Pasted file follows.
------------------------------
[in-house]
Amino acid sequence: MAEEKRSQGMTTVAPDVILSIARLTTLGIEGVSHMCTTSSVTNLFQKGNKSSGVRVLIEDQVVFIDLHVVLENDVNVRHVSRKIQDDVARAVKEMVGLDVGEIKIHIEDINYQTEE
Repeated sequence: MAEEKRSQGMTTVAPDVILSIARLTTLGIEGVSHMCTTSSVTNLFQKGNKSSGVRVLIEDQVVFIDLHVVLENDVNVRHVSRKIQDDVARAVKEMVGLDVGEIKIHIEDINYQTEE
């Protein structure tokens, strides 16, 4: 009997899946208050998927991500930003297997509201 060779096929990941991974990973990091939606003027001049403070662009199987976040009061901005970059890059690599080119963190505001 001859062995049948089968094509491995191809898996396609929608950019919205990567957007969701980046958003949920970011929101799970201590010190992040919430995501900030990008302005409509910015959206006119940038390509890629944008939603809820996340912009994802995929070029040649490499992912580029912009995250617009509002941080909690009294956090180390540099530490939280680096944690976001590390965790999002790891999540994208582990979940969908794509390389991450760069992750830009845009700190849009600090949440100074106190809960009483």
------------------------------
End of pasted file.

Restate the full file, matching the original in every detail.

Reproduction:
[in-house]
Amino acid sequence: MAEEKRSQGMTTVAPDVILSIARLTTLGIEGVSHMCTTSSVTNLFQKGNKSSGVRVLIEDQVVFIDLHVVLENDVNVRHVSRKIQDDVARAVKEMVGLDVGEIKIHIEDINYQTEE
Repeated sequence: MAEEKRSQGMTTVAPDVILSIARLTTLGIEGVSHMCTTSSVTNLFQKGNKSSGVRVLIEDQVVFIDLHVVLENDVNVRHVSRKIQDDVARAVKEMVGLDVGEIKIHIEDINYQTEE
């Protein structure tokens, strides 16, 4: 009997899946208050998927991500930003297997509201 060779096929990941991974990973990091939606003027001049403070662009199987976040009061901005970059890059690599080119963190505001 001859062995049948089968094509491995191809898996396609929608950019919205990567957007969701980046958003949920970011929101799970201590010190992040919430995501900030990008302005409509910015959206006119940038390509890629944008939603809820996340912009994802995929070029040649490499992912580029912009995250617009509002941080909690009294956090180390540099530490939280680096944690976001590390965790999002790891999540994208582990979940969908794509390389991450760069992750830009845009700190849009600090949440100074106190809960009483």